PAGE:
Ad Hoc Cloud Adoptions Fall Out of Favor; Strategic Cloud Technology Becomes Engrained in Overall Business Infrastructure
OAKLAND, Calif. – Feb. 15, 2011 – In 2011, organizations are thinking strategically about implementing the cloud as a business strategy.
Just last week, the U.S. government issued its Federal Cloud Computing Strategy, which provides a framework and guidance for agencies migrating to the cloud. The federal strategy estimates that by using a cloud computing model for IT service delivery, federal data center infrastructure costs can drop by 30 percent.
As more strategic cloud approaches start to take hold within the government and enterprise, Jitterbit, a leading provider of simplified, powerful, and flexible application and data integration solutions, offers these cloud predictions:
1. The Rise of the Hybrid Enterprise.
Enterprises will begin using cloud applications in a more meaningful way by closely tying these applications to their infrastructure. Previously, the adoption of cloud was often done as the easy, quick solution to a specific problem. Cloud technology is going to become engrained in the overall business infrastructure and will be implemented with the same level of investment and overall data strategy as on-premise systems, applications, and databases. If cloud in 2010 was sometimes a divergence of business and IT, 2011 will be a year of convergence and coordination. Key to this hybrid infrastructure is a flexible data integration platform that enables both business and IT to collaborate in the development of on-premise and cloud integration.
2. APIs Will Proliferate, Standards Not so Much.
As cloud adoption sees rapid growth, so too will the demand for third party integration, both cloud to cloud and cloud to ground. As a result, cloud providers will bolster their interoperability with new APIs. At the same time, the market will remain too immature for true standardization. Draft specifications will get written, but they won’t be adopted in 2011. However, existing API technologies are based on prior standards, which will drive the increased need for standards-based integration platforms that can handle both real-time and batch data integration. This need will also drive cloud providers themselves to partner and embed integration solutions for rapid onboarding and third party integration.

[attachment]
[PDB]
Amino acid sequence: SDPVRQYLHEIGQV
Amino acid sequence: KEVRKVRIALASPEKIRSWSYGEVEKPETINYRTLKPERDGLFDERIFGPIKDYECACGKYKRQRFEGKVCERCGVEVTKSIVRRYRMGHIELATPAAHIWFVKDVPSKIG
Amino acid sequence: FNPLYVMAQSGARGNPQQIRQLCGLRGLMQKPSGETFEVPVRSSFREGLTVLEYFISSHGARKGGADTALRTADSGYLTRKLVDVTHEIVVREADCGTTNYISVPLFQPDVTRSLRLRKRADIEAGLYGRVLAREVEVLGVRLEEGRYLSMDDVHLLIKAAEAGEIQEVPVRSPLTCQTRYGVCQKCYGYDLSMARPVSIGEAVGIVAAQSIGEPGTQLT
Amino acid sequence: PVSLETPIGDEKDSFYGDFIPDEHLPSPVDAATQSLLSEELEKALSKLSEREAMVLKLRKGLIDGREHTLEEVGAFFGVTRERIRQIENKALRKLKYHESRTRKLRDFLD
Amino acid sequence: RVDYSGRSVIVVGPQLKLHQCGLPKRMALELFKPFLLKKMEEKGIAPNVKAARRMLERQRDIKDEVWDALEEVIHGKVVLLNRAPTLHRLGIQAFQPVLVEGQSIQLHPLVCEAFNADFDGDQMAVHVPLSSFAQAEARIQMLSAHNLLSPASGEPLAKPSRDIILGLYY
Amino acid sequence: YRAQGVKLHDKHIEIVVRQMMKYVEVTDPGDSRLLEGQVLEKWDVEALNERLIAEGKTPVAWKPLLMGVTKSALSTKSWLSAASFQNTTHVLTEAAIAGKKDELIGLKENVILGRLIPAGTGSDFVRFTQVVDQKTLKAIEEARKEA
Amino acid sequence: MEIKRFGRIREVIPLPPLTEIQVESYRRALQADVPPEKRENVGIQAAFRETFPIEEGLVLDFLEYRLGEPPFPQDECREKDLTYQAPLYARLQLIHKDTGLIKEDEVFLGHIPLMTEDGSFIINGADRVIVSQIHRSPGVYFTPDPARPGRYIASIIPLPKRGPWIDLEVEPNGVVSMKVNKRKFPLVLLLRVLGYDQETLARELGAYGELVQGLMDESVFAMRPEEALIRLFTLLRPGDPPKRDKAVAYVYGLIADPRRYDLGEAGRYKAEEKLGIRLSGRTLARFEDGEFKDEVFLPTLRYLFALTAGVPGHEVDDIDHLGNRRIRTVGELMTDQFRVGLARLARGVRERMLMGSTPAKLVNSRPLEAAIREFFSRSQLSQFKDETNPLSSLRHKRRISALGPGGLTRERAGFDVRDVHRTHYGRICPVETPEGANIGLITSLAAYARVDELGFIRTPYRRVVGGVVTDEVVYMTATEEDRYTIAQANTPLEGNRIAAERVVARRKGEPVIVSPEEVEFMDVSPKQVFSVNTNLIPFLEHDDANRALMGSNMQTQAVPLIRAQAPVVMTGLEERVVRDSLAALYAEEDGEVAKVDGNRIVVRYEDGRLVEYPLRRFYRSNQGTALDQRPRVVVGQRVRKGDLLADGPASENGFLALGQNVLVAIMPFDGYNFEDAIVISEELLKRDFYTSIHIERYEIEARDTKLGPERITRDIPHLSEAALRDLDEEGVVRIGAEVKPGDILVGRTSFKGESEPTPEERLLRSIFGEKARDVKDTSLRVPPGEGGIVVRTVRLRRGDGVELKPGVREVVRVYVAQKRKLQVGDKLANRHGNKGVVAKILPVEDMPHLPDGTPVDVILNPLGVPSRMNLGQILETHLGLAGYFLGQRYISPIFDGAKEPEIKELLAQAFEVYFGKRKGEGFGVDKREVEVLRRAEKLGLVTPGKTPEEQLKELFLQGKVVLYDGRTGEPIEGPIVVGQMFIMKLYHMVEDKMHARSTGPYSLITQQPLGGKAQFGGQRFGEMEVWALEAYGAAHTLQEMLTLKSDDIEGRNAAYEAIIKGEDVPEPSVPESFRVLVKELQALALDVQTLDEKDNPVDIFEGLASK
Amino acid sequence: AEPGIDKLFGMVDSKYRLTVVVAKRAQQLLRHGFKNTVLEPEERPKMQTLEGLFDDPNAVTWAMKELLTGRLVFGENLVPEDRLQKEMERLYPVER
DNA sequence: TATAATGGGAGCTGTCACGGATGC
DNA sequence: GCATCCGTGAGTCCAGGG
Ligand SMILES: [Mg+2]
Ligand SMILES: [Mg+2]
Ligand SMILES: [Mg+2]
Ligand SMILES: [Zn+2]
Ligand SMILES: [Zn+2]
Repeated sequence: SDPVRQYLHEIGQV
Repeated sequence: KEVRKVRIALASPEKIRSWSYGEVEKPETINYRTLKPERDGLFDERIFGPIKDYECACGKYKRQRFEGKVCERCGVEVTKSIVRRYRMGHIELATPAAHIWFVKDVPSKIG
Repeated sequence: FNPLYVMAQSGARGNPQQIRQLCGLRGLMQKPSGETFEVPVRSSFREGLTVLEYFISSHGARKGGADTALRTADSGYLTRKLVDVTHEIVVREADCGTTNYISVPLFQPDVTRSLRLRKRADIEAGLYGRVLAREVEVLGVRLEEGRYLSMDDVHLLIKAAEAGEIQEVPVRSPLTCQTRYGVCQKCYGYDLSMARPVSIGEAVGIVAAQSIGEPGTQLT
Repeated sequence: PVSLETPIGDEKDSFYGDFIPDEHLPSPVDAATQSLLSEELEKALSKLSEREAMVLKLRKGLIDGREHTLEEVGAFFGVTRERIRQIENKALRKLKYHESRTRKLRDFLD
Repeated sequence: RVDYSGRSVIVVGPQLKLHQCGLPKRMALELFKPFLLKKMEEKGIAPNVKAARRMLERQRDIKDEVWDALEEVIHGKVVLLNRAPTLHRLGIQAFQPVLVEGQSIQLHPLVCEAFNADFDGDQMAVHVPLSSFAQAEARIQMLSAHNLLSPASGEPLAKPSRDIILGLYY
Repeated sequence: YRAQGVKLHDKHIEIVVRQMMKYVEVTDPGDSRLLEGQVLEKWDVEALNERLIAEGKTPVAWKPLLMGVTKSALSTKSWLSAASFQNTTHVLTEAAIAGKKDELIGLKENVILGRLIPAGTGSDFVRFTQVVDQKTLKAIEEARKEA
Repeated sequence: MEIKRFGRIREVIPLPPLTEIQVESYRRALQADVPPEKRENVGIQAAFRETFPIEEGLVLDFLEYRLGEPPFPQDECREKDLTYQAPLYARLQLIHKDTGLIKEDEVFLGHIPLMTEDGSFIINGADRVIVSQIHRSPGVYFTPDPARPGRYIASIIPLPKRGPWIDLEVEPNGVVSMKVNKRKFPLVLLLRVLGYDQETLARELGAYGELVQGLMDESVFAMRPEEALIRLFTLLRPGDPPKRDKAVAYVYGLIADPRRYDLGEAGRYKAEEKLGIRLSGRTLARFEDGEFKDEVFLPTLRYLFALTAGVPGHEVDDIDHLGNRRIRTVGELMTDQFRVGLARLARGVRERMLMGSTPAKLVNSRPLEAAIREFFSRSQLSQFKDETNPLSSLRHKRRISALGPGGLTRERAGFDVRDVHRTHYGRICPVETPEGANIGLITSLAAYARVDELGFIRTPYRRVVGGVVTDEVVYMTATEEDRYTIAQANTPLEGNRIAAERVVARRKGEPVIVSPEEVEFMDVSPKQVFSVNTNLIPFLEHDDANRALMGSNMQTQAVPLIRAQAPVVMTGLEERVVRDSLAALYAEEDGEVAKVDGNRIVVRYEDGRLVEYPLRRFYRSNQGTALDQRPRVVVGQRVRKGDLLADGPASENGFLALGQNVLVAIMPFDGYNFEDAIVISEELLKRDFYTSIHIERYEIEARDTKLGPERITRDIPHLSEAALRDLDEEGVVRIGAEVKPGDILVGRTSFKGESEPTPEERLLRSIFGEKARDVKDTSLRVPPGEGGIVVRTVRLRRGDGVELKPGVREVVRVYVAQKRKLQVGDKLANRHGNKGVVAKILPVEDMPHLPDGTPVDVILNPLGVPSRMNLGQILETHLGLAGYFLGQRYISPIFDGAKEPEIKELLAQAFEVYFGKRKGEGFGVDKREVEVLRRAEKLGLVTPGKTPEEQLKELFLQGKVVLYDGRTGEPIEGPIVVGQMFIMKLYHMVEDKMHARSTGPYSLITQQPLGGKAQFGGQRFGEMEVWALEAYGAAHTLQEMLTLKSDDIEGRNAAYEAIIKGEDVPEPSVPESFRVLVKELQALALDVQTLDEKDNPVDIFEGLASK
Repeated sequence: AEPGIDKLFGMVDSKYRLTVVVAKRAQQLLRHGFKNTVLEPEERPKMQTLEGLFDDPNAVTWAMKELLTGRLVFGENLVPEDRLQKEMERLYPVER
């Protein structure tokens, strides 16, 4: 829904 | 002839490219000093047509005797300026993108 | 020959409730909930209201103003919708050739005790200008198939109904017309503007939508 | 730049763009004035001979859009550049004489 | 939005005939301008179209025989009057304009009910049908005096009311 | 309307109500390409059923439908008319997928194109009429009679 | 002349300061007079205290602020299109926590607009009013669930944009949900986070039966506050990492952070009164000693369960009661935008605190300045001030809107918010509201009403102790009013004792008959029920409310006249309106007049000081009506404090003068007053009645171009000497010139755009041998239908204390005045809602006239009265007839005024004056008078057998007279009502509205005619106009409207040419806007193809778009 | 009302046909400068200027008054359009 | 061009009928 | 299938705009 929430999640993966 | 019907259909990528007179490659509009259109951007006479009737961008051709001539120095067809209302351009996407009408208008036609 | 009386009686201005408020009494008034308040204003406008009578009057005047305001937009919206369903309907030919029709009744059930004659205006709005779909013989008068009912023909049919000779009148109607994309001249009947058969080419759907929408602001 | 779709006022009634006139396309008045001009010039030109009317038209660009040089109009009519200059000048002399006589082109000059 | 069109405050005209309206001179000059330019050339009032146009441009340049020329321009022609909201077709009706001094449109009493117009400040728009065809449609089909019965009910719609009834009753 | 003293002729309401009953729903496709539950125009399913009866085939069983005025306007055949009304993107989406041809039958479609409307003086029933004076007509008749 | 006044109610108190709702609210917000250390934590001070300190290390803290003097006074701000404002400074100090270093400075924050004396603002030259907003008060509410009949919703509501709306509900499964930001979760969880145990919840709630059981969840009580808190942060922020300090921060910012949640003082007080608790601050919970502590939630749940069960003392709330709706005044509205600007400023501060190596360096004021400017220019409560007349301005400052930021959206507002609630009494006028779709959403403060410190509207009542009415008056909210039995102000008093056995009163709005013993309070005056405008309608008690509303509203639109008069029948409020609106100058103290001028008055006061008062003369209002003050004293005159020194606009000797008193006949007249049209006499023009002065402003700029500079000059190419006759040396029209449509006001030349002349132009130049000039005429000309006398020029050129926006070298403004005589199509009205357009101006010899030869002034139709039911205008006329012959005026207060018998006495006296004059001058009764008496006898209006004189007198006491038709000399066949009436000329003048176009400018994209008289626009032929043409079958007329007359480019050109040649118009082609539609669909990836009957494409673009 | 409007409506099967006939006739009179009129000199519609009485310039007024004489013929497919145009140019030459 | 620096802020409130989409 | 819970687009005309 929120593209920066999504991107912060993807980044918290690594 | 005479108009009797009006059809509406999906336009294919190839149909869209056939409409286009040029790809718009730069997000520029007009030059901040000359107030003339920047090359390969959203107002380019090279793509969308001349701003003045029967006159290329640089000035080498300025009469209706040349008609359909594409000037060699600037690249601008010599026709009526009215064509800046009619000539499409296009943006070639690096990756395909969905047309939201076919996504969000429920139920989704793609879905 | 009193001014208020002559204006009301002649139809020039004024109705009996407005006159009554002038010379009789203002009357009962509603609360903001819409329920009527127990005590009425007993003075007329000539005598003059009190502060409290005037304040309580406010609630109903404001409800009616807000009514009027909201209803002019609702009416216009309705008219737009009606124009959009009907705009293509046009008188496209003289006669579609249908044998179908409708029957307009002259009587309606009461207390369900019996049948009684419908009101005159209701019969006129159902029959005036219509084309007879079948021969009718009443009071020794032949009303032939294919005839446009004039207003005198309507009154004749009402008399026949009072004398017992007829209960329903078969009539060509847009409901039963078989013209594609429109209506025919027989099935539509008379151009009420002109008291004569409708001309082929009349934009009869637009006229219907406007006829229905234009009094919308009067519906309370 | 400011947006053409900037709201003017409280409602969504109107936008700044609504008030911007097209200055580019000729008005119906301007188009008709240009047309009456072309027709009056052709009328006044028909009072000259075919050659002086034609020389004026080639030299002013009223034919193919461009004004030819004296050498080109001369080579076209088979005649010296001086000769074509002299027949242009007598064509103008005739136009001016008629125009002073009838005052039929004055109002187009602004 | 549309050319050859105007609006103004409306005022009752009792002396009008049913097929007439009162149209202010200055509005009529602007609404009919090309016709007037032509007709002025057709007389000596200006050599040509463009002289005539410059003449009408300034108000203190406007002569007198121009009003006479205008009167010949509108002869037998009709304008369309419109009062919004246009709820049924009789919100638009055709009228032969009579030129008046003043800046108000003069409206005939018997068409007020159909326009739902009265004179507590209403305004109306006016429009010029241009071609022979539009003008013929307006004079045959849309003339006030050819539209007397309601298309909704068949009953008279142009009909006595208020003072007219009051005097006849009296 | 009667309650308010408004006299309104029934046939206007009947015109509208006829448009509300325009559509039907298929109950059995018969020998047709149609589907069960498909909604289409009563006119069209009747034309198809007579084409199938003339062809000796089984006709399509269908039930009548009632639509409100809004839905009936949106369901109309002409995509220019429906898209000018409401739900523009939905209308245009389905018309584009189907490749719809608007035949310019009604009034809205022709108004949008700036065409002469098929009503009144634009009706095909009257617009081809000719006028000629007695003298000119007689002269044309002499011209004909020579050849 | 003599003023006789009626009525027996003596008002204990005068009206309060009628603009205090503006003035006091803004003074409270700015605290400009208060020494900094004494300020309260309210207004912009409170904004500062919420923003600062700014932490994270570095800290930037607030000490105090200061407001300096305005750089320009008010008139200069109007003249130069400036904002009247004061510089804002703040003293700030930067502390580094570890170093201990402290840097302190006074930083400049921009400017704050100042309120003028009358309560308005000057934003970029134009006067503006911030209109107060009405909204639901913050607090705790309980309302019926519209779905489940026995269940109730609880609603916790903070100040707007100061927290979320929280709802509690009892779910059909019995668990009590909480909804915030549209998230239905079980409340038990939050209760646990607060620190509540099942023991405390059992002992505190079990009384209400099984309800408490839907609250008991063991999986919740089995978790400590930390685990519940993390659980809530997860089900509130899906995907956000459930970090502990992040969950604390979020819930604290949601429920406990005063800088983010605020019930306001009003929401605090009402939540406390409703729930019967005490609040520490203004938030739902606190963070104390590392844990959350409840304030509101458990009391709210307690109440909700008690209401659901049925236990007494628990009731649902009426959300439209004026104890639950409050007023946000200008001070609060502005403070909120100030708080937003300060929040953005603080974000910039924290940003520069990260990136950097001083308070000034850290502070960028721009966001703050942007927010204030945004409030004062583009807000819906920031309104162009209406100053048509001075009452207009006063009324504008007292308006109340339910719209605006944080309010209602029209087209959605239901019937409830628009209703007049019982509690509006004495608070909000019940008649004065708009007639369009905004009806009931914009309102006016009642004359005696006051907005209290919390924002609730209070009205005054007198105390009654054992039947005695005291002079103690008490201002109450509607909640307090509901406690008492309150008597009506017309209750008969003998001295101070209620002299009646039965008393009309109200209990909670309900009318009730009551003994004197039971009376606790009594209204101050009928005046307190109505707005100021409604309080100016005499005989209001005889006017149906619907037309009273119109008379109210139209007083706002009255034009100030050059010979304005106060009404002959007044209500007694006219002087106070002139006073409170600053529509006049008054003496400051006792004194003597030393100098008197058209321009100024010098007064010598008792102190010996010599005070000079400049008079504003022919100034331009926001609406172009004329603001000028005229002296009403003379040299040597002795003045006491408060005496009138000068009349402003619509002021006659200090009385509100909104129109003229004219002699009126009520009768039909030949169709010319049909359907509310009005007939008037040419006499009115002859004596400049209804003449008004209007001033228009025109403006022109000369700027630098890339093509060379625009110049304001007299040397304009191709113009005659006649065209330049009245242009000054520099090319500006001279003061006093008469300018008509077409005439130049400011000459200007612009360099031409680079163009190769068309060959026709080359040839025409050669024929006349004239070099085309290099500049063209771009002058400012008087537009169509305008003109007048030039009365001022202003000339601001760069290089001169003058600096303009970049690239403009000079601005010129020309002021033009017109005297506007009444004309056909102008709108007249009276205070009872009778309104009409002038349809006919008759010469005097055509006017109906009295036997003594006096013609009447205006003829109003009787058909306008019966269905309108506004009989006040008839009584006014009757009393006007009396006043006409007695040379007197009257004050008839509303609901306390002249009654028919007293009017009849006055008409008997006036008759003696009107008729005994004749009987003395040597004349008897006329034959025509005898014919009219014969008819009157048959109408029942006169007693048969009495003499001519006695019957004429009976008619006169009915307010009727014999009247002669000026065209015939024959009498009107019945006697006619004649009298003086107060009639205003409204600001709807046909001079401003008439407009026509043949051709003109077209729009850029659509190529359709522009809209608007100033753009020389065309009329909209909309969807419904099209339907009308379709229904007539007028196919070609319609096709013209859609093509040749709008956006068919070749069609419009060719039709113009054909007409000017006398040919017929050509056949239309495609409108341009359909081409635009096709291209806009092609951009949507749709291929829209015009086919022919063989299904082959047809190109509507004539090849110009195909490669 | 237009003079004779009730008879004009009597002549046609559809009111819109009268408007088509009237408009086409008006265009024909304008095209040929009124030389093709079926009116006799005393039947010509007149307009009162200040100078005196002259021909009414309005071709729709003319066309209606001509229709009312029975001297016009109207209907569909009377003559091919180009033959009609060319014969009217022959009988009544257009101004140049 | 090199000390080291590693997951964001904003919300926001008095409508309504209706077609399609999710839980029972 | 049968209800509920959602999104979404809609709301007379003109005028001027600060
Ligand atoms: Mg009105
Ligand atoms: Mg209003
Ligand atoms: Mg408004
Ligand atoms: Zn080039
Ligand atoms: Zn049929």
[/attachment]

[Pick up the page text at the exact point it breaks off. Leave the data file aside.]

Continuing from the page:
3. Private and Public Clouds Will Live Together
Previously, many IT organizations discovered that the cloud could be the future of their organization’s infrastructure – but the questions and confusion remained; to adopt a private or public cloud? This debate will continue with issues such as SLAs, security, latency, regulation, and data control as the driving forces for confusion. But we’ll begin to see more and more organizations turn to a hybrid cloud strategy. They will use SaaS and public cloud applications for data and solutions in which control, regulatory compliance, and security are not an issue, and blend them with their own internal data center-based private clouds when there are concerns. This hybrid approach will result in the growth of private clouds as a both a stepping-stone to and back up for public clouds.
4. Amazon Web Services will Drive Cloud into the Enterprise.
UBS Investment Research projects that Amazon’s AWS business will grow from $500M to $750M in 2011, with at least some of this growth coming from outside the SMB marketing. Since first offering S3 and EC2, Amazon has provided SMBs with a solution for creating their own cloud-based data centers that can cost-effectively scale. Larger enterprises have been slower or more hesitant to adopt the same cloud strategies over concerns about security and transparency – but Amazon realizes this. As they continue to augment their offerings with an eye to the Enterprise, these companies will begin to adopt AWS’s IaaS (Infrastructure-as-a-Service). Again, robust integration between cloud and on-premise applications will be a lynchpin in this adoption.